After The Day the Mustache Took Over (2015), Nathan and David Wohlfardt find a familiar face in their new nanny, who claims to be their old nanny’s twin brother.
He says his name is Myron Hyron Dyron and that he is not Martin Healey Discount, whom the boys and readers met in the first book, but Martin’s twin brother, and he has come to be their new nanny. Since he displays the identical mustache and nutty quirkiness, plus some knowledge about them that he shouldn’t have, Nathan and David are unconvinced. They chart out his wacky quirks, sorting into columns that support Martin and Myron as the same person or separate people (and also types of pigeons). There’s some quality silliness and clever wordplay, but too frequently the humor coasts on randomness, which takes on its own form of predictability. The episodic first half of the book fails to deliver narrative tension—it’s never established why it matters if they solve the Myron-Martin mystery (something Nathan even points out). At the midpoint, Martin returns, and the nannies compete in a one-month contest to determine which will get to stay. While the story has more forward motion here, Myron and Martin are too similar for readers to care which one wins. The eventual solution comes entirely from Nathan and David’s mother. Both Wohlfardts and nannies are evidently white, judging from cover art.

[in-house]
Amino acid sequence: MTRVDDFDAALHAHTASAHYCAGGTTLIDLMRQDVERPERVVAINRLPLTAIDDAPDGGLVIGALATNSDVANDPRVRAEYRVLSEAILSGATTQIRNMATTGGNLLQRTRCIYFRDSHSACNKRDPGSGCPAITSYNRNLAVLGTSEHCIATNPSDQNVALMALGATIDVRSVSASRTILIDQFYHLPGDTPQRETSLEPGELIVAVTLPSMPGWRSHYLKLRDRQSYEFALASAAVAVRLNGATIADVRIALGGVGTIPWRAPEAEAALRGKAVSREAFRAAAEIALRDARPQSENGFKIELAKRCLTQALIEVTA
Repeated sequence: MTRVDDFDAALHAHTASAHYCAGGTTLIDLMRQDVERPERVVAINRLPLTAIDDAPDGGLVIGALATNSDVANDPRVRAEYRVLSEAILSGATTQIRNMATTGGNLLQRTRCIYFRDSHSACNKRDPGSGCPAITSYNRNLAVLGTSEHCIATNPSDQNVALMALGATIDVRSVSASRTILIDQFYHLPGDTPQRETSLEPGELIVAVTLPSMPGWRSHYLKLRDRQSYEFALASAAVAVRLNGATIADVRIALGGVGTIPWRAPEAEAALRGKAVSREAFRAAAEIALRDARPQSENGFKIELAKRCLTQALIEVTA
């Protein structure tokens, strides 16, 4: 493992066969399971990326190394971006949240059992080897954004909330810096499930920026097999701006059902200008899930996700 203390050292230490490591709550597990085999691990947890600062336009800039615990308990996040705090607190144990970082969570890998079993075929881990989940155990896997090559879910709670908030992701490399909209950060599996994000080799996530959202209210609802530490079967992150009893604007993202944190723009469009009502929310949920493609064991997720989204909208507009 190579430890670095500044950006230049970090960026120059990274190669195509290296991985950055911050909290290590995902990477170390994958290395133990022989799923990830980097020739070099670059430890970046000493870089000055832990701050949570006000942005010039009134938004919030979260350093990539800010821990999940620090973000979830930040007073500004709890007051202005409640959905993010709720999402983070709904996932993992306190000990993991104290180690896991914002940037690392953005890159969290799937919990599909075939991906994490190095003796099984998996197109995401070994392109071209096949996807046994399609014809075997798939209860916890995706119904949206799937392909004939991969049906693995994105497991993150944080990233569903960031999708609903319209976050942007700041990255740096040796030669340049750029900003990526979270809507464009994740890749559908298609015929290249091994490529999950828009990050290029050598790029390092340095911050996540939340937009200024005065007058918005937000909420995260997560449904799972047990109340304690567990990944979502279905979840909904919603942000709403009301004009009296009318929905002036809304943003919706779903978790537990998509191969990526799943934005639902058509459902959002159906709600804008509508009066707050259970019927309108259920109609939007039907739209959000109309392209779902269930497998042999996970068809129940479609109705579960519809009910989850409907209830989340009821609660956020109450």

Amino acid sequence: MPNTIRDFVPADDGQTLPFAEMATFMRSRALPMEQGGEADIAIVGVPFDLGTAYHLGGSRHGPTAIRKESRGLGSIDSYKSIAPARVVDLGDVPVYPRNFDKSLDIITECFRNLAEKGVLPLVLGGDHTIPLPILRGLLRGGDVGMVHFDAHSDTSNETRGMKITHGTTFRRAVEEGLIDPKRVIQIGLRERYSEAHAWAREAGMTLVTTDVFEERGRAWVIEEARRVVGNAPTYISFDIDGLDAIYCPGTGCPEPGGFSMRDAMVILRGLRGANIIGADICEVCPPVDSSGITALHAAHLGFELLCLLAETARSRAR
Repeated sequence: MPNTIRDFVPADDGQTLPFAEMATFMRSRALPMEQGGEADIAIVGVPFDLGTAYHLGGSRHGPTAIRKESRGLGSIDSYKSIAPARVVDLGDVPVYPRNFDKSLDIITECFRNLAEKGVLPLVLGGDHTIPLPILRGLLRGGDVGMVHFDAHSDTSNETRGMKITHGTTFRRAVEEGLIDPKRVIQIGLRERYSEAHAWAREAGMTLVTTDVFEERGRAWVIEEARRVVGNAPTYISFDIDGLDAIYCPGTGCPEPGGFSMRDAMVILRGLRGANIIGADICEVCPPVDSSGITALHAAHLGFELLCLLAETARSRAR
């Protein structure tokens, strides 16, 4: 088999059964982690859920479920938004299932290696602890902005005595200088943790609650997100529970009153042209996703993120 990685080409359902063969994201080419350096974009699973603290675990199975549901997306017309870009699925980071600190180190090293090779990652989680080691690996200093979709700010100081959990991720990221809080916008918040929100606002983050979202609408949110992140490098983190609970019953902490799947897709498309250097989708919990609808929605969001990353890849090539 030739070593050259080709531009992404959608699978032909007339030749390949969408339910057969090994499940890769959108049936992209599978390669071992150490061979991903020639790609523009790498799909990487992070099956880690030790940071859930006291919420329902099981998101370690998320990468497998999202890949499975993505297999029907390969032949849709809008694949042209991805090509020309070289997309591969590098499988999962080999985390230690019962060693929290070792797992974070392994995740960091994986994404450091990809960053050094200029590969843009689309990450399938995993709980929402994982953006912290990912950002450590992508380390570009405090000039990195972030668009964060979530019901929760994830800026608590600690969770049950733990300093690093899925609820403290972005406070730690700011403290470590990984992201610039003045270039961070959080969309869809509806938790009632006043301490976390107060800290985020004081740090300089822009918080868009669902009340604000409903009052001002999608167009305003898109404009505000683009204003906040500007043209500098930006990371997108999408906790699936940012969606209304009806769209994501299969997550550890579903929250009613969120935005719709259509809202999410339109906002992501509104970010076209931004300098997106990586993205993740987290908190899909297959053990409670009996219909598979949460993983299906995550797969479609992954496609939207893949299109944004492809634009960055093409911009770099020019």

Funny—but not funny enough to carry the plot’s weaknesses. (Fiction. 7-9)